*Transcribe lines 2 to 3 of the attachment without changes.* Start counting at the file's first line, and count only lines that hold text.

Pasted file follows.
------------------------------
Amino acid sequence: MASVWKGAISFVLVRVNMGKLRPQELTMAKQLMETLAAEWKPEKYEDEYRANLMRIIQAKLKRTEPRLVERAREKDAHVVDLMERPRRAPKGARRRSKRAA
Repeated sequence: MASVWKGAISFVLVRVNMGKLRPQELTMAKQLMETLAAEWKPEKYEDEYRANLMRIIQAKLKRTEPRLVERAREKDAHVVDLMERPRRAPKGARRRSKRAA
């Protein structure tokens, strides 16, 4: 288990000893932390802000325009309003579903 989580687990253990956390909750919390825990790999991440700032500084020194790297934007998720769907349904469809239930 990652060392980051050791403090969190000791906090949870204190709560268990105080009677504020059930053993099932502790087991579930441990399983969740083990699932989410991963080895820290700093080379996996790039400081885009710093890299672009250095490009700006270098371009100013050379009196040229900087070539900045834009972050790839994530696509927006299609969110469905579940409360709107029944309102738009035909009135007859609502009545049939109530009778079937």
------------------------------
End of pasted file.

Repeated sequence: MASVWKGAISFVLVRVNMGKLRPQELTMAKQLMETLAAEWKPEKYEDEYRANLMRIIQAKLKRTEPRLVERAREKDAHVVDLMERPRRAPKGARRRSKRAA
């Protein structure tokens, strides 16, 4: 288990000893932390802000325009309003579903 989580687990253990956390909750919390825990790999991440700032500084020194790297934007998720769907349904469809239930 990652060392980051050791403090969190000791906090949870204190709560268990105080009677504020059930053993099932502790087991579930441990399983969740083990699932989410991963080895820290700093080379996996790039400081885009710093890299672009250095490009700006270098371009100013050379009196040229900087070539900045834009972050790839994530696509927006299609969110469905579940409360709107029944309102738009035909009135007859609502009545049939109530009778079937």